Minnesota Nursing magazine
Nurse leader shines in top spot
Sahra Noor’s rapid rise in health care leadership hasn’t gone unnoticed. After being named CEO of People’s Center Health Services, a federally qualified health center in South Minneapolis, she was honored with awards, including the 40 under 40 Award from the Minneapolis St. Paul Business Journal. Earlier this year she was appointed by Gov. Mark Dayton to the Task Force on Health Care Finance and elected co-chair. While the praise is appreciated, she says her work keeps her grounded. We asked her about the lasting impact of living in Kenyan refugee camps, what it takes to lead a clinic and how her nursing background helps her as a CEO.
How did spending your teenage years in Kenyan refugee camps impact your decision to pursue a career in health care?
During my years in the refugee camps, I realized that the ones in the camp who were making a difference and saving lives were people in health care. Most of the care was delivered by nurses and nurse-midwives. I remember watching a young midwife manage the care of multiple women in various stages of labor with limited supplies and medications. She was calm and in full control of the situation that was chaotic and desperate. It was then that I made a mental note to myself that if I ever escaped the camp and got an education, I wanted to be a nurse.
You earned a master’s degree in nursing and health systems administration from the University of Minnesota in 2007. Why did you seek out that degree?
“We rely on our colleagues in public health, economic development, housing and social services to collaborate with us so, together, we can keep our patients and our communities healthy.”
I wanted to get a broader perspective of the issues I was facing as a bedside nurse. I liked that the program was interdisciplinary, offering advanced training in nursing, public health and health systems administration. Enrolling in the program was one of the best decisions I made. The course work was challenging but also flexible. I met wonderful colleagues, friends and mentors through the program.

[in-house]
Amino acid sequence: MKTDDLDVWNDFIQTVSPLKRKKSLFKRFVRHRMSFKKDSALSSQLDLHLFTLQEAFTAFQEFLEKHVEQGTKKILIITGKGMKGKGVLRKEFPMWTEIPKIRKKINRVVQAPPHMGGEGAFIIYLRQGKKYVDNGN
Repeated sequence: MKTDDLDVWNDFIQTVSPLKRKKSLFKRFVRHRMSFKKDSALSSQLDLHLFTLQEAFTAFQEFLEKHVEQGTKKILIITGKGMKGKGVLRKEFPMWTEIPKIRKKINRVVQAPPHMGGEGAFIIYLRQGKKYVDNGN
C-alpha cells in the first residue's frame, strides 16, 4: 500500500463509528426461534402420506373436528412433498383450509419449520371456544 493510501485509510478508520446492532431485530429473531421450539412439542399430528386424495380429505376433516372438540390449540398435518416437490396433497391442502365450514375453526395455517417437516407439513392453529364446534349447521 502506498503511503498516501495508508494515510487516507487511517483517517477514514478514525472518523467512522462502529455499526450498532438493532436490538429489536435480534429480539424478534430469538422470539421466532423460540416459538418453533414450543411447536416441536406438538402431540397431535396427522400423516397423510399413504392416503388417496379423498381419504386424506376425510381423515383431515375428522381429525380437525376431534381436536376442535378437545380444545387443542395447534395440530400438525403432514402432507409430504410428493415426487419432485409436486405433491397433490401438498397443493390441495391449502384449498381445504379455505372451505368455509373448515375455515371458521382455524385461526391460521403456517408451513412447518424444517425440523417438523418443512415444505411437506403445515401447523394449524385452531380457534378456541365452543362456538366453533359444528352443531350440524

How does your nursing background impact your current position as CEO of People’s Center Health Services?
I think the biggest challenge as a leader is establishing credibility and building trust with staff, patients and stakeholders. I think nursing education emphasizes interdisciplinary team work, patient-centered approach to decision making and critical thinking. These are the skills I learned in nursing school and I still use daily in my role. My goal as a leader is to be thoughtful and deliberate in my decision making. I have to keep the patients, staff and communities’ best interests at heart.
What are the top three characteristics that make an effective leader in health care? Why?
Communication, integrity and trust. The health care industry is changing rapidly and leaders have to effectively communicate to keep everyone informed about what these changes mean and how they affect our care delivery model, employees and communities we serve. Integrity is a very important characteristic. A leader has to walk the talk and keep his or her promises. Building trust with people is critical to health care leadership. Establishing closer proximity to the people you lead, forming healthy relationships and setting expectations all help in establishing trust. I personally view leadership as a journey, not a destination. The key to success is self awareness. Humility goes a long way. We make mistakes. We stumble. People are more forgiving of a leader who admits faults than one who projects an image of perfection.
What is the most pressing challenge in providing quality health care at the People’s Center Health Services?
The most pressing challenge is overcoming traumatic life experiences and socioeconomic needs of our patients, which directly impact their overall health and quality of life. The majority of patients and families we serve are resilient but they have limited access to basic necessities in life such as food, transportation, employment and affordable housing. People’s Center and its providers have a 45-year history of providing compassionate care to low income communities, but they are limited in their ability to address these complex issues in a 15 or 30-minute clinic visit. We rely on our colleagues in public health, economic development, housing and social services to collaborate with us so, together, we can keep our patients and our communities healthy.
How are you tackling that challenge?
We provide care coordination, health education, housing advocacy, legal services and navigation services but the demand for services continues to grow. We are continuing to seek collaborative partnerships with nonprofit organizations, advocacy groups and government agencies. We also do a fair amount of advocacy work with legislators and elected officials both locally and nationally.